Ian Reid, a psychiatrist at the Royal Cornhill Hospital in the Scottish city of Aberdeen, has treated people with severe depression for 25 years. “It’s a very nasty illness, depression,” he says. “I have worked with people who have cancer and depression, and more than one of them has said, ‘If I had to choose one of those two diseases, I’d go for the cancer.’ ”
When patients come to Royal Cornhill with major depression, they’re first treated with psychotherapy and antidepressants. Only about 40 percent respond to their first medication. Sometimes a different one will do the trick, but in Reid’s experience, about 10 to 20 percent of depressed people respond to no drug at all. In those cases, Reid regularly shifts to a third option. It’s officially called electroconvulsive therapy, or ECT—better known by its unofficial name, shock therapy.
Reid is an expert on ECT, and over the years he has received plenty of grief for it. “There are people on the Internet who describe me as a Nazi, as a barbarian,” he says. “And there’s one person who suggested I should get ECT so I know what I’m doing.”
Reid is not surprised by the reactions. For many people, the sum of their knowledge about ECT comes from the 1975 movie One Flew Over the Cuckoo’s Nest. Jack Nicholson plays Randle McMurphy, a criminal hoping to escape hard labor by spending his term in a mental institution. But McMurphy gets more than he bargained for, including a harrowing session of ECT. The hospital staff straps him down, puts a piece of rubber in his mouth so he won’t bite off his own tongue, and delivers a blast of electricity to his temples. He writhes in agony and then slumps back, his body limp.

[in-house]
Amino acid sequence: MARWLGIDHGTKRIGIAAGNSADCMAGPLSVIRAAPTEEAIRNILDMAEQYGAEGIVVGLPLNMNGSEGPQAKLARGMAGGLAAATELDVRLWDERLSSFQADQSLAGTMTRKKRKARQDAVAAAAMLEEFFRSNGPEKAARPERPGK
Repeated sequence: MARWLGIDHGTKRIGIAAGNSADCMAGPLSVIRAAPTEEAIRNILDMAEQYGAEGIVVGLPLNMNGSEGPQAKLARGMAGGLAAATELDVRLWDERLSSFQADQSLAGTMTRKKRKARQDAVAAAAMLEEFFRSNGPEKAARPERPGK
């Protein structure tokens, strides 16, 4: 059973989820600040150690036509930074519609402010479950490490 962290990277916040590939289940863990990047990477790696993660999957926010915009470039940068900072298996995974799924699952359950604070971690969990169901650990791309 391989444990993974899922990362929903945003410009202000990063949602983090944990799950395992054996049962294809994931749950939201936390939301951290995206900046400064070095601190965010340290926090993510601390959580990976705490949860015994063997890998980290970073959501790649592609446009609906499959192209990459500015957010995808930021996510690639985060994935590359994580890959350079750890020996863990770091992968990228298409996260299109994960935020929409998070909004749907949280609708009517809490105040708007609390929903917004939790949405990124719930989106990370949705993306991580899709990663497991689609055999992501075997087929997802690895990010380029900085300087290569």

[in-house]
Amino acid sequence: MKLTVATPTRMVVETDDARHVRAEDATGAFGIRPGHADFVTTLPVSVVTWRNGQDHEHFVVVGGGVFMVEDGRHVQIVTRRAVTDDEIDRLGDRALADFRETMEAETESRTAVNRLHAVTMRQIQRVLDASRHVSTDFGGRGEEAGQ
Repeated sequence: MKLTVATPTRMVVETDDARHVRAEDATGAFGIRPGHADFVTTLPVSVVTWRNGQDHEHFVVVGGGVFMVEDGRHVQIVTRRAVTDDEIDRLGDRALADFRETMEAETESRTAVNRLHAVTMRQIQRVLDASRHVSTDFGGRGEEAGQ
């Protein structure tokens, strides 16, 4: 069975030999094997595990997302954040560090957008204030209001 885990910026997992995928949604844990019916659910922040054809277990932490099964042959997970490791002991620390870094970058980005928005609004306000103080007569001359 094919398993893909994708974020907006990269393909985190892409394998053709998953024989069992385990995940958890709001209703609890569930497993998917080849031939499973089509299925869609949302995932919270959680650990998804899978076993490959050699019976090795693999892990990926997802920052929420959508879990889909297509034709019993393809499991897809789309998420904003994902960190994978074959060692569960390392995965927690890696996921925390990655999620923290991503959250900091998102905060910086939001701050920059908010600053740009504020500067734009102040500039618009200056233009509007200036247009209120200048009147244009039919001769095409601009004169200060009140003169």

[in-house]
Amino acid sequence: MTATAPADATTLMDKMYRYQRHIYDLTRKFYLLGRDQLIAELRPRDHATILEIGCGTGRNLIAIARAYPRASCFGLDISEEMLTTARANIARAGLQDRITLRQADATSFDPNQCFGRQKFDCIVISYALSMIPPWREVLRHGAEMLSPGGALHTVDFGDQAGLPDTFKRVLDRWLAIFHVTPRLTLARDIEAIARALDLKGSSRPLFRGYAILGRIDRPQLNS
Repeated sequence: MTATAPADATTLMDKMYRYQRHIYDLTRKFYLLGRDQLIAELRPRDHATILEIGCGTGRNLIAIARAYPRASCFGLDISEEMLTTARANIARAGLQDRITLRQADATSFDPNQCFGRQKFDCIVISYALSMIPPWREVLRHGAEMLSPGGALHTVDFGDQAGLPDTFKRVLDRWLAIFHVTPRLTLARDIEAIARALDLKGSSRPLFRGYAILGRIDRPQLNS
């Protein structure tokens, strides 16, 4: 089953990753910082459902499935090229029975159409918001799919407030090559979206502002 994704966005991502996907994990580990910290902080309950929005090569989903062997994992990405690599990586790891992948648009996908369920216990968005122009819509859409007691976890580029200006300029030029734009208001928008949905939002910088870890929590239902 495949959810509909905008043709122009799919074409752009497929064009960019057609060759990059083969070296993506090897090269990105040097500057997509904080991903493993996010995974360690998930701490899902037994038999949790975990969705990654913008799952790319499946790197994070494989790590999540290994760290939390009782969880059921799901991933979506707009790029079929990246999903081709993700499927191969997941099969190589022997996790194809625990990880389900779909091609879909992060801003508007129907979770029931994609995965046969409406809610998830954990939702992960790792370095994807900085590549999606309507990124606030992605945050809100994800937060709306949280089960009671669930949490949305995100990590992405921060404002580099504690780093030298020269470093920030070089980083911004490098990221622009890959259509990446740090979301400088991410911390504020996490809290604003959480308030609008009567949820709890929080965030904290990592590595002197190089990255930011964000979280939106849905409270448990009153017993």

That scene bears no resemblance to what Reid does for his patients. For one thing, he gives them anesthesia and muscle relaxants so they don’t experience any flailing. But most crucially, ECT works. “You can watch someone going from being unresponsive and soiling themselves to being completely transformed,” Reid says.
In Scotland, a country of 5 million, 400 people receive the treatment each year. And for about 75 percent of them, it brings relief. “ECT outperforms psychotherapeutic treatments and antidepressant drugs,” Reid notes. Yet its effectiveness is a mystery. “It doesn’t sound intuitive at all,” he admits. “Making someone have a seizure, giving them an electric shock, and making something as complex as depression better just seems crazy.”
Shock Therapy in Analysis
Fortunately, we don’t have to understand why a treatment works before using it. “Captain Cook was handing out limes to his crew for scurvy before anyone knew what vitamin C is,” Reid says. But since ECT is so invasive, and since its effects can fade, he has long wanted to figure out how shock therapy works, in the hopes of tapping the same mechanism to find a longer-lasting, less arduous means of beating back depression. “Always in the back of my mind has been the thought that it would be awfully nice to know what was going on here,” he says.